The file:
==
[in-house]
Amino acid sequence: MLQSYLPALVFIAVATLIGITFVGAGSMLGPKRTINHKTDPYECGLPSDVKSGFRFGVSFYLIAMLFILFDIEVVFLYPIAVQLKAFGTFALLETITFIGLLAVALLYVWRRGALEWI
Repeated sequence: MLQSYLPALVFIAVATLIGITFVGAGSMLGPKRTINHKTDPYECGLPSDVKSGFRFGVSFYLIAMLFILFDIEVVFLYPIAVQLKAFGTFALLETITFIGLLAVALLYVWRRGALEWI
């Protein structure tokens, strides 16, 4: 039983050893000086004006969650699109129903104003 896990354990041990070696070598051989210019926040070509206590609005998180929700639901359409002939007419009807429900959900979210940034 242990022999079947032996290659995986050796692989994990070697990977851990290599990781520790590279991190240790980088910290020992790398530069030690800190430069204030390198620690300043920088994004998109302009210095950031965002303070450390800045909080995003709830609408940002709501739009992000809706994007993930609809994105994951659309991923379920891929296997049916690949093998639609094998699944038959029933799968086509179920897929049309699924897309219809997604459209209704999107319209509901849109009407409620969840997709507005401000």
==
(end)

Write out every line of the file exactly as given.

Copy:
[in-house]
Amino acid sequence: MLQSYLPALVFIAVATLIGITFVGAGSMLGPKRTINHKTDPYECGLPSDVKSGFRFGVSFYLIAMLFILFDIEVVFLYPIAVQLKAFGTFALLETITFIGLLAVALLYVWRRGALEWI
Repeated sequence: MLQSYLPALVFIAVATLIGITFVGAGSMLGPKRTINHKTDPYECGLPSDVKSGFRFGVSFYLIAMLFILFDIEVVFLYPIAVQLKAFGTFALLETITFIGLLAVALLYVWRRGALEWI
């Protein structure tokens, strides 16, 4: 039983050893000086004006969650699109129903104003 896990354990041990070696070598051989210019926040070509206590609005998180929700639901359409002939007419009807429900959900979210940034 242990022999079947032996290659995986050796692989994990070697990977851990290599990781520790590279991190240790980088910290020992790398530069030690800190430069204030390198620690300043920088994004998109302009210095950031965002303070450390800045909080995003709830609408940002709501739009992000809706994007993930609809994105994951659309991923379920891929296997049916690949093998639609094998699944038959029933799968086509179920897929049309699924897309219809997604459209209704999107319209509901849109009407409620969840997709507005401000």